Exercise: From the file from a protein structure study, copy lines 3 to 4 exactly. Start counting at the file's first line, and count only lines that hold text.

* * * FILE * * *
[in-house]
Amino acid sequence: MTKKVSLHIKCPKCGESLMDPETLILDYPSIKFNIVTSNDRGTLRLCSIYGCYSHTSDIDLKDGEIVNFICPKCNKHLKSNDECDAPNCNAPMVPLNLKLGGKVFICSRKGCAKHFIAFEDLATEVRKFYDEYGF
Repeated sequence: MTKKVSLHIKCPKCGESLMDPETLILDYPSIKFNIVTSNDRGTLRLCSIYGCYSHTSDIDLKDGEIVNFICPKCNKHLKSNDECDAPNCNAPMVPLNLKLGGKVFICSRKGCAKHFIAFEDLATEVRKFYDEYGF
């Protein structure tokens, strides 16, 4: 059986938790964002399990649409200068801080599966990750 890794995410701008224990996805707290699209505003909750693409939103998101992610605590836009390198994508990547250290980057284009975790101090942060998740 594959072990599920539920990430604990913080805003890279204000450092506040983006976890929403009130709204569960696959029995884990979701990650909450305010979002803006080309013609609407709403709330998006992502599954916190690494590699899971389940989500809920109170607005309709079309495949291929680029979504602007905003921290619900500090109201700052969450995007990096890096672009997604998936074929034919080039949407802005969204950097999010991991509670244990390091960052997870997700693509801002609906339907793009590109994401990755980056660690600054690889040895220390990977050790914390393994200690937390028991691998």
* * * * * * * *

Repeated sequence: MTKKVSLHIKCPKCGESLMDPETLILDYPSIKFNIVTSNDRGTLRLCSIYGCYSHTSDIDLKDGEIVNFICPKCNKHLKSNDECDAPNCNAPMVPLNLKLGGKVFICSRKGCAKHFIAFEDLATEVRKFYDEYGF
């Protein structure tokens, strides 16, 4: 059986938790964002399990649409200068801080599966990750 890794995410701008224990996805707290699209505003909750693409939103998101992610605590836009390198994508990547250290980057284009975790101090942060998740 594959072990599920539920990430604990913080805003890279204000450092506040983006976890929403009130709204569960696959029995884990979701990650909450305010979002803006080309013609609407709403709330998006992502599954916190690494590699899971389940989500809920109170607005309709079309495949291929680029979504602007905003921290619900500090109201700052969450995007990096890096672009997604998936074929034919080039949407802005969204950097999010991991509670244990390091960052997870997700693509801002609906339907793009590109994401990755980056660690600054690889040895220390990977050790914390393994200690937390028991691998």